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June 4, 2008

First Circuit blesses a variance based on fast-track disparity

Thanks to this post at AL&P, I see that while I was hanging with the Sixth Circuit today, the First Circuit issued a very significant post-Gall/Kimbrough decision in US v. Rodriguez, No. 06-2656 (1st Cir. June 4, 2008) (available here).  In Rodriguez, the First Circuit abrogates an earlier ruling in which a  panel had "held that sentencing disparity attributable to the selective inauguration of so-called 'fast-track' programs for the processing of immigration crimes could not form the basis for a variant sentence."

In other words, based on the Kimbrough ruling, the First Circuit now says a district court has authority (but not an obligation) to vary based on concerns about fast-track disparity.  Here is a lengthy chunk of the First Circuit important work in Rodriguez:

Several considerations lead us to conclude that, when viewed through the prism of Kimbrough, the appellant's argument has merit.  Although Kimbrough involved the crack/powder ratio, its approach plainly has wider implications arguably affecting a number of our earlier cases, including but not limited to, how we have treated disparities arising out of the selective institution of fast-track programs. As to those programs — other cases not now before us are better left for another day — the analogy is compelling. 

Like the crack/powder ratio, fast-track departure authority has been both blessed by Congress and openly criticized by the Sentencing Commission. See United States Sentencing Commission, Report to the Congress: Downward Departures from the Federal Sentencing Guidelines 66-67 (2003) (criticizing fast-track programs for creating a "type of geographical disparity"). Like the crack/powder ratio, the fast-track departure scheme does not "exemplify the [Sentencing] Commission's exercise of its characteristic institutional role." Kimbrough, 128 S. Ct. at 575.  In other words, the Commission has "not take[n] account of empirical data and national experience" in formulating them.  Id. (citations omitted). Thus, guidelines and policy statements embodying these judgments deserve less deference than the sentencing guidelines normally attract. See id.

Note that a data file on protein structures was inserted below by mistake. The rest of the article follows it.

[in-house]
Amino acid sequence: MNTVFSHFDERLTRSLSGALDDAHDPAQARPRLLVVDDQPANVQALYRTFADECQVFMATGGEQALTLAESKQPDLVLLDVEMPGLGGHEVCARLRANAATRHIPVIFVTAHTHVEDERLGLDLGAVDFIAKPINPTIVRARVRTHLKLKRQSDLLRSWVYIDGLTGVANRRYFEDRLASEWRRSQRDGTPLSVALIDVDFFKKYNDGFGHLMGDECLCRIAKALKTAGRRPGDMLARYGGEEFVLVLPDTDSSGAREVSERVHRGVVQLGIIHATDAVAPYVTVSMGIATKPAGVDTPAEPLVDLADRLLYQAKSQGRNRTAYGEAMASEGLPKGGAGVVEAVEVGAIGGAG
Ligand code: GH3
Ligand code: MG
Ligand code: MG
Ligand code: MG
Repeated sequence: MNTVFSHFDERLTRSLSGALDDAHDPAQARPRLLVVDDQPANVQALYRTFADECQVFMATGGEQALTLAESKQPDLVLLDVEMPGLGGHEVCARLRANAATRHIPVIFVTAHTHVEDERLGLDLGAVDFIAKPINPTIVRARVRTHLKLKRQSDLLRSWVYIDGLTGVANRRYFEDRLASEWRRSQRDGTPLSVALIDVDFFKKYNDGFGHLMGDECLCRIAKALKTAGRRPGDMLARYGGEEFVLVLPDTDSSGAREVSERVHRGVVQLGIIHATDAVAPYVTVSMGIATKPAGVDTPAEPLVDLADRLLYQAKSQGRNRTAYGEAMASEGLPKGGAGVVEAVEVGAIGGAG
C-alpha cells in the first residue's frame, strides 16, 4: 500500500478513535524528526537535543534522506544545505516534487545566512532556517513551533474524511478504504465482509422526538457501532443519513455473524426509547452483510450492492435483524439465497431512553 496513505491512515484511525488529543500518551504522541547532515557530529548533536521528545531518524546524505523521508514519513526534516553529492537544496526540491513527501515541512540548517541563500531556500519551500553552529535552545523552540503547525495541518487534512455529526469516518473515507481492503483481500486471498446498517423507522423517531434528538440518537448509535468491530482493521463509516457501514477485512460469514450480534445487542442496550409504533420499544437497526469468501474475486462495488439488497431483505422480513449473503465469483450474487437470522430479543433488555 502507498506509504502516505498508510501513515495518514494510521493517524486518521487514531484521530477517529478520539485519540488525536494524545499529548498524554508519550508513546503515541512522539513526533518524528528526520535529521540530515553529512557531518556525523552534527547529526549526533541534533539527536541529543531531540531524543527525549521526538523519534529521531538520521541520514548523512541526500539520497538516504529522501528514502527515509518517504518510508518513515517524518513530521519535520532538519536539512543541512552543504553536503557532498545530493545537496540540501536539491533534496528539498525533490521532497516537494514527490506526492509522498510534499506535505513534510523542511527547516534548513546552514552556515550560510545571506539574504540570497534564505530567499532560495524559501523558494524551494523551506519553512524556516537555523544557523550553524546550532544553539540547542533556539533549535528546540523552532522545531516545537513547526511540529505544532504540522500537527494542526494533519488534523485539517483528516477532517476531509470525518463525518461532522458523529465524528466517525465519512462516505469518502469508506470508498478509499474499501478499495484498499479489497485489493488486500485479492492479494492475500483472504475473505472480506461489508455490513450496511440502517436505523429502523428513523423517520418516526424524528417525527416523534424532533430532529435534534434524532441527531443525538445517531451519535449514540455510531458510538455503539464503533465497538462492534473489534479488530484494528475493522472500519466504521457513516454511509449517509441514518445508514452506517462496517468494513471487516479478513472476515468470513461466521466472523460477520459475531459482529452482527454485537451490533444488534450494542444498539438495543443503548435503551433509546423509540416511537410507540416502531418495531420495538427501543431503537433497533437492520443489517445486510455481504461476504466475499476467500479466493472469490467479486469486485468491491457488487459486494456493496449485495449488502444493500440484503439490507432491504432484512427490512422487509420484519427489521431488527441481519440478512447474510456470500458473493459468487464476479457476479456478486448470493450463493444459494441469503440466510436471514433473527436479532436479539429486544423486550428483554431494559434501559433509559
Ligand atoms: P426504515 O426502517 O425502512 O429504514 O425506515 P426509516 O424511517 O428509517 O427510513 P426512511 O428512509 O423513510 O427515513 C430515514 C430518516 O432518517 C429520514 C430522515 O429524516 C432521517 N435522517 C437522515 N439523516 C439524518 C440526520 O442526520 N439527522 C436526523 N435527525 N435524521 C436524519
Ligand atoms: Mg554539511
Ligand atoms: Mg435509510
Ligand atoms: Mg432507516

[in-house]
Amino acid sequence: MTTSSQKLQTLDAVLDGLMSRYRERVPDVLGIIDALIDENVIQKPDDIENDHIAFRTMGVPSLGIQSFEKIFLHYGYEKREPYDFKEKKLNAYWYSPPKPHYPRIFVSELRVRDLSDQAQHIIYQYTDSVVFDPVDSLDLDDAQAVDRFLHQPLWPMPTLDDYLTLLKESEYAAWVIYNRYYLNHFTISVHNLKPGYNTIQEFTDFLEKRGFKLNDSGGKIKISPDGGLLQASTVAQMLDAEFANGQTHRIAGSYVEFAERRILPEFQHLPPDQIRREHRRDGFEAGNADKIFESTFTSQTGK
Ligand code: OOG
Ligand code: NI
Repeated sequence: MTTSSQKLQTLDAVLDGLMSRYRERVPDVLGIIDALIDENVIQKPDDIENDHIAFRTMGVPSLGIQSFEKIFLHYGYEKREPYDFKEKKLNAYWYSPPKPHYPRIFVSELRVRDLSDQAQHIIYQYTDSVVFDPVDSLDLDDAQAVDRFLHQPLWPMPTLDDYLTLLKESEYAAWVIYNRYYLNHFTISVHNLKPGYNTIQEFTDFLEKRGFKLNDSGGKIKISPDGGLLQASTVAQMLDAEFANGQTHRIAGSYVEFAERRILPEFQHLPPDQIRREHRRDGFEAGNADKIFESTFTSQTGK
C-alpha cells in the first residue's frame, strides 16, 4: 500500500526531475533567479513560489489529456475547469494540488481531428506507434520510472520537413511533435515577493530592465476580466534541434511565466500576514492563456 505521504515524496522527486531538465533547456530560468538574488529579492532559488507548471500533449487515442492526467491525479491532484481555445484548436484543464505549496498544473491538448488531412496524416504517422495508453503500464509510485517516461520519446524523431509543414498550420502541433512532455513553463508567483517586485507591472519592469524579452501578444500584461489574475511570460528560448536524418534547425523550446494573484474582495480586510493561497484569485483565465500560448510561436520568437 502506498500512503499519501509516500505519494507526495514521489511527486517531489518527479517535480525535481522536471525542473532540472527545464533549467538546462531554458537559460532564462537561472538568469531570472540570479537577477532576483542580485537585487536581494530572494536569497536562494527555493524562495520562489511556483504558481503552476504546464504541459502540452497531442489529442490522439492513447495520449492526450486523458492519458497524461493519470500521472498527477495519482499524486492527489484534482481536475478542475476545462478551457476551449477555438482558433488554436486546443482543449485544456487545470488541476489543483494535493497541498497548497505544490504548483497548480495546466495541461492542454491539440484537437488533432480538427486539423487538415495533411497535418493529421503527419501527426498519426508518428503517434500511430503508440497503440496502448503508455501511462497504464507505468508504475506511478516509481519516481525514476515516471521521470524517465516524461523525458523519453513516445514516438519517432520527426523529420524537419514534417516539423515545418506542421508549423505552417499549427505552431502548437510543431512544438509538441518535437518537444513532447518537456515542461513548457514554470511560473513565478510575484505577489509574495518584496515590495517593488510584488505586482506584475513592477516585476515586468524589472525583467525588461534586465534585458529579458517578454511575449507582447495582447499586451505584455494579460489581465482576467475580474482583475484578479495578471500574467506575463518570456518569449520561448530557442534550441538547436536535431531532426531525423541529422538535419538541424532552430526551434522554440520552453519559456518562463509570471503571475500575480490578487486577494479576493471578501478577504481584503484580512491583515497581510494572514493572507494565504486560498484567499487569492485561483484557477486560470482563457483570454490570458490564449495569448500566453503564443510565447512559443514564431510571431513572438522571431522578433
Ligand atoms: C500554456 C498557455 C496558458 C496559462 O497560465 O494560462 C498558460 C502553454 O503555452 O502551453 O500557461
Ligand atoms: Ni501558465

Given this pedigree, a sentence that is partially the product of a fast-track departure might or might not "reflect a rough approximation of sentences that might achieve § 3553(a)'s objectives." Rita v. United States, 127 S. Ct. 2456, 2465 (2007).  If raised, the sentencing court will have to answer this question in a particular case.  And where that answer is favorable to the defendant, a variant sentence premised on perceived inequities attributable to the availability elsewhere of fast-track departures would, given the Supreme Court's new gloss, seem to be entitled to deference "even in a mine-run case." Kimbrough, 128 S. Ct. at 575.

Beyond these parallels between the crack/powder ratio and the authorization for the selective institution of fast-track programs, emergent case law signals that, under an advisory guideline regime, sentencing has become a steadily more open-ended enterprise. See, e.g., Gall, 128 S. Ct. at 597 (discussing a sentencing court's superior coign of vantage "to find facts and judge their import under § 3553(a)"). Recent decisions of this court have noted this reality. See, e.g., Martin, 520 F.3d at 92; United States v. Vega-Santiago, 519 F.3d 1, 4 (1st Cir. 2008) (en banc).